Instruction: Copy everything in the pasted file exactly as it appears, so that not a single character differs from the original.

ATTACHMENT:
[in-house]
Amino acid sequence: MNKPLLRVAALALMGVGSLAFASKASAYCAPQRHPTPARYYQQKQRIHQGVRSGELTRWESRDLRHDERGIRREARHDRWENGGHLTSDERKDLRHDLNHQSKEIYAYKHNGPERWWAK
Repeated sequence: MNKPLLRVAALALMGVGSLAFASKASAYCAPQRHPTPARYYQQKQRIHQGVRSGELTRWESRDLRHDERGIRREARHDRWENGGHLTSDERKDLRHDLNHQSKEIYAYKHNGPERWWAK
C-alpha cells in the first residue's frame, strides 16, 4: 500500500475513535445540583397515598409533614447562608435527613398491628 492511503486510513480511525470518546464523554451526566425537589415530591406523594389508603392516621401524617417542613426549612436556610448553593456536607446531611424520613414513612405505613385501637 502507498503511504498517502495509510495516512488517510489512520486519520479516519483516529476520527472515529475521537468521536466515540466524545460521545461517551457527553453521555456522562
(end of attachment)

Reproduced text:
[in-house]
Amino acid sequence: MNKPLLRVAALALMGVGSLAFASKASAYCAPQRHPTPARYYQQKQRIHQGVRSGELTRWESRDLRHDERGIRREARHDRWENGGHLTSDERKDLRHDLNHQSKEIYAYKHNGPERWWAK
Repeated sequence: MNKPLLRVAALALMGVGSLAFASKASAYCAPQRHPTPARYYQQKQRIHQGVRSGELTRWESRDLRHDERGIRREARHDRWENGGHLTSDERKDLRHDLNHQSKEIYAYKHNGPERWWAK
C-alpha cells in the first residue's frame, strides 16, 4: 500500500475513535445540583397515598409533614447562608435527613398491628 492511503486510513480511525470518546464523554451526566425537589415530591406523594389508603392516621401524617417542613426549612436556610448553593456536607446531611424520613414513612405505613385501637 502507498503511504498517502495509510495516512488517510489512520486519520479516519483516529476520527472515529475521537468521536466515540466524545460521545461517551457527553453521555456522562